"Presenting a homemade scrapbook to a friend or family member is one of life’s most touching moments." – Laura Childs
If you’ve heard about the scrap-booking craze, seen all the products available at the craft stores, or perhaps even seen a few of these hand-made treasures – you likely understand what all the fuss is about. But if you’re not sure why you should start a scrapbook or make one for someone special, read on.
There are many pages on GoodByeCityLife devoted to this country craft. Most pages are dedicated to assist you in staying within a reasonable budget (this craft can very quickly and very easily eat up hundreds of dollars in supplies and embellishments), but this page in particular is to introduce you to the craft, help you plan out and organize your project, and get your creative juices flowing!
The basic tools for a scrapbook project include an album or suitable blank book, glue, scissors, and personal items such as photographs, newspaper clippings, report cards, etc.
Add fabric, ribbon, wallpaper, buttons, specialty paper, stickers or whatever you fancy to embellish your scrapbook. You can find these items as you work on each page of your scrapbook.
Scrap Book Paper Specifics
To ensure your scrapbook project lasts for years and years, look for albums or loose paper that is acid-free, and lignin-free.
Both acid and lignin accelerate the fading of photos over time.
Lignin is a chemical found naturally in the cell walls of plants used to make paper. If the lignin is not removed in the paper manufacturing process, lignin causes the paper to gradually yellow and crumble.
You can find lignin-free and acid-free paper in a variety of textures and colors.
Here are few examples from my own paper samples:
Star, graffiti style, and flower background specialty papers for special scrapbooks, below.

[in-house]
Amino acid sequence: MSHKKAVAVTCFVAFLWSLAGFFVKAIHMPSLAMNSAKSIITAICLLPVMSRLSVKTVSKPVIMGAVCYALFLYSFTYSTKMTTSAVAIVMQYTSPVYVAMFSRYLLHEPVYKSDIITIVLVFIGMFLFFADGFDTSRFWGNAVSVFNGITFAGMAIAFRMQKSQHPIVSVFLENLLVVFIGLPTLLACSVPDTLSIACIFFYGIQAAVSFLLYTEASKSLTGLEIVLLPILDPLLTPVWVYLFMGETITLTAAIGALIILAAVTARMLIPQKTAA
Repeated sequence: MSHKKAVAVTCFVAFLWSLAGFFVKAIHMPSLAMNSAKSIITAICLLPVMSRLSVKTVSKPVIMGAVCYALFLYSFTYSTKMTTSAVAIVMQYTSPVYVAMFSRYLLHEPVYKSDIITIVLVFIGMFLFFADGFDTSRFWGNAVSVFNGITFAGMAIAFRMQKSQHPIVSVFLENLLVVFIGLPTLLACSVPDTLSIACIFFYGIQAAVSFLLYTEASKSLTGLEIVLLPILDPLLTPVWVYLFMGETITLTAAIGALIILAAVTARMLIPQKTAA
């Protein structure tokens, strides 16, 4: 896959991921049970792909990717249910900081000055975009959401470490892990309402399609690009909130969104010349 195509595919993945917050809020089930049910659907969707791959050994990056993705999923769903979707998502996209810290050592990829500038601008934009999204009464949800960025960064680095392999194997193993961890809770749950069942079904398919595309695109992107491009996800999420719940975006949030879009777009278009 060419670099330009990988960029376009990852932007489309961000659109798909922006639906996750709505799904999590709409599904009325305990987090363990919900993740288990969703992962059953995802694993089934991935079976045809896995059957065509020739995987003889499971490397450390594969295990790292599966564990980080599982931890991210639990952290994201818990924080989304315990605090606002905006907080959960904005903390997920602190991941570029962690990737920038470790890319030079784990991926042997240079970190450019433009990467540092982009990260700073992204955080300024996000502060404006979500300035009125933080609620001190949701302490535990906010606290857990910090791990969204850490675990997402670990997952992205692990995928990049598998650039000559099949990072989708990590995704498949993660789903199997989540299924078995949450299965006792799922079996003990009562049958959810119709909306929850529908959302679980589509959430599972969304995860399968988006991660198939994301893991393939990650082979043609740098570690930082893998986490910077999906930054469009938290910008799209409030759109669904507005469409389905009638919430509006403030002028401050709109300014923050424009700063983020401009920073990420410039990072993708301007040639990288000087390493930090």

Designing Your Scrapbook Project
The first consideration to make once you’ve decided to create a scrapbook is who it is for and what aspect of their life you want to showcase.
Scrapbooks as a rule, aren’t like a photo album of the ‘growing up’ years. The themes are more specific and targeted.
Some of the best scrapbooks I’ve seen are:
- "Sibling Rivalry"
- "Eric: The Daredevil Years"
- "Jill’s Graduation Day", and
- "Veronica the Budding Artist"
Themes are what make a scrapbook special, bring back memories, and touch the hearts of the people who leaf through them – otherwise they’re nothing more than fancy photo albums.
The theme does not need to be centered around one person, one day, or one holiday – those are just a few ideas. Themes can also center around a person’s interests, such as favorite school subjects, places, sports, music, hobbies, or defining moments.
Scrapbook themes are important, so let’s keep talking about them…
The scrapbook you are creating for your daughter as she graduates from public school, high school or university is probably completely different than the grandparent scrap book you send your mother-in-law.
Your daughter will probably want to see a scrapbook of photographs, notes from friends, poems, journal entries, and personal keepsakes.